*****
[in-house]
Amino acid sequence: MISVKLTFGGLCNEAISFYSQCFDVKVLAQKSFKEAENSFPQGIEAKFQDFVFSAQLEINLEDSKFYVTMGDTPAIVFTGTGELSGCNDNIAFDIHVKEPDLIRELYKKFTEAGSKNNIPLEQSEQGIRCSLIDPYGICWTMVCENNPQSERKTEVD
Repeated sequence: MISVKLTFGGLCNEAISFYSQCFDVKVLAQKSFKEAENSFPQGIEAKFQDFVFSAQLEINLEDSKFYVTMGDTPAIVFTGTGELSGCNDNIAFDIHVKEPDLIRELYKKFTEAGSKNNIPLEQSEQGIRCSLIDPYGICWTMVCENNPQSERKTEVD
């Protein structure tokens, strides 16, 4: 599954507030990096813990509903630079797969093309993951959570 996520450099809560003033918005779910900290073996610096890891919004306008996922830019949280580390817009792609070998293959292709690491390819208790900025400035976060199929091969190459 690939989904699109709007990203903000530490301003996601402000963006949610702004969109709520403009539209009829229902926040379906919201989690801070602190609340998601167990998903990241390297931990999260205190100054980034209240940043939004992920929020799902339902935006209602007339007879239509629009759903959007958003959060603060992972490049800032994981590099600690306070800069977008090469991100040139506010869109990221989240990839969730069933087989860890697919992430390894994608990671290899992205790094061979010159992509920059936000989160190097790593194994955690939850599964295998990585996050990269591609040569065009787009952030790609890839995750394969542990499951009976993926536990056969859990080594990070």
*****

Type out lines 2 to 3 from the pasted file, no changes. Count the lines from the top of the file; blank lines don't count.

Amino acid sequence: MISVKLTFGGLCNEAISFYSQCFDVKVLAQKSFKEAENSFPQGIEAKFQDFVFSAQLEINLEDSKFYVTMGDTPAIVFTGTGELSGCNDNIAFDIHVKEPDLIRELYKKFTEAGSKNNIPLEQSEQGIRCSLIDPYGICWTMVCENNPQSERKTEVD
Repeated sequence: MISVKLTFGGLCNEAISFYSQCFDVKVLAQKSFKEAENSFPQGIEAKFQDFVFSAQLEINLEDSKFYVTMGDTPAIVFTGTGELSGCNDNIAFDIHVKEPDLIRELYKKFTEAGSKNNIPLEQSEQGIRCSLIDPYGICWTMVCENNPQSERKTEVD